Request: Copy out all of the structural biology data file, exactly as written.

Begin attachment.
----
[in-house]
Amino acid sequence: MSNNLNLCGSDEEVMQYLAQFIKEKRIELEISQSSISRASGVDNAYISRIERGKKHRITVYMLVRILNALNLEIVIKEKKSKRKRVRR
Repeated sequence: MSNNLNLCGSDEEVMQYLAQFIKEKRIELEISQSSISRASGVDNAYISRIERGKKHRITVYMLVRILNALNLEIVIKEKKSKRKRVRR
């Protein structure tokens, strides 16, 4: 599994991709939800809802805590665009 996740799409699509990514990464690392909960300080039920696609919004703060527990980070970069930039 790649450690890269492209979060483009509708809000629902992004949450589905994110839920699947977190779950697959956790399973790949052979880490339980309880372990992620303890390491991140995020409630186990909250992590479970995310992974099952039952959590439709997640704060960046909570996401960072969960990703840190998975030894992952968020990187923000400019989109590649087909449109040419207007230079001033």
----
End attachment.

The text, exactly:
[in-house]
Amino acid sequence: MSNNLNLCGSDEEVMQYLAQFIKEKRIELEISQSSISRASGVDNAYISRIERGKKHRITVYMLVRILNALNLEIVIKEKKSKRKRVRR
Repeated sequence: MSNNLNLCGSDEEVMQYLAQFIKEKRIELEISQSSISRASGVDNAYISRIERGKKHRITVYMLVRILNALNLEIVIKEKKSKRKRVRR
């Protein structure tokens, strides 16, 4: 599994991709939800809802805590665009 996740799409699509990514990464690392909960300080039920696609919004703060527990980070970069930039 790649450690890269492209979060483009509708809000629902992004949450589905994110839920699947977190779950697959956790399973790949052979880490339980309880372990992620303890390491991140995020409630186990909250992590479970995310992974099952039952959590439709997640704060960046909570996401960072969960990703840190998975030894992952968020990187923000400019989109590649087909449109040419207007230079001033």